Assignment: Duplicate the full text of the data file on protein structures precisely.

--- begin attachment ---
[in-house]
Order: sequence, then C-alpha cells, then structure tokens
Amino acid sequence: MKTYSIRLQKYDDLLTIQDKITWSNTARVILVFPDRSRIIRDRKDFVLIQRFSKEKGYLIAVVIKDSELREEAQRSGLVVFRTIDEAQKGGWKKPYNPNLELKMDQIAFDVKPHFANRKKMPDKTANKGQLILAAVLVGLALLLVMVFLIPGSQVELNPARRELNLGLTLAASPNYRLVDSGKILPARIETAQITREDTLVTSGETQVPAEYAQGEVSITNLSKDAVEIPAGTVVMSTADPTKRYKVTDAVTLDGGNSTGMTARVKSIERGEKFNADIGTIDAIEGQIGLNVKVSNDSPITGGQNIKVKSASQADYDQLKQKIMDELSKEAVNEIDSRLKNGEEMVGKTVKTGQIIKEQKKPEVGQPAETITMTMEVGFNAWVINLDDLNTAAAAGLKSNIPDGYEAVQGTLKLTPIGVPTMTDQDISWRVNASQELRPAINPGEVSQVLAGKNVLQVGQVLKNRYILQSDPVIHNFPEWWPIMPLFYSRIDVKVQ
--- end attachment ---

[in-house]
Order: sequence, then C-alpha cells, then structure tokens
Amino acid sequence: MKTYSIRLQKYDDLLTIQDKITWSNTARVILVFPDRSRIIRDRKDFVLIQRFSKEKGYLIAVVIKDSELREEAQRSGLVVFRTIDEAQKGGWKKPYNPNLELKMDQIAFDVKPHFANRKKMPDKTANKGQLILAAVLVGLALLLVMVFLIPGSQVELNPARRELNLGLTLAASPNYRLVDSGKILPARIETAQITREDTLVTSGETQVPAEYAQGEVSITNLSKDAVEIPAGTVVMSTADPTKRYKVTDAVTLDGGNSTGMTARVKSIERGEKFNADIGTIDAIEGQIGLNVKVSNDSPITGGQNIKVKSASQADYDQLKQKIMDELSKEAVNEIDSRLKNGEEMVGKTVKTGQIIKEQKKPEVGQPAETITMTMEVGFNAWVINLDDLNTAAAAGLKSNIPDGYEAVQGTLKLTPIGVPTMTDQDISWRVNASQELRPAINPGEVSQVLAGKNVLQVGQVLKNRYILQSDPVIHNFPEWWPIMPLFYSRIDVKVQ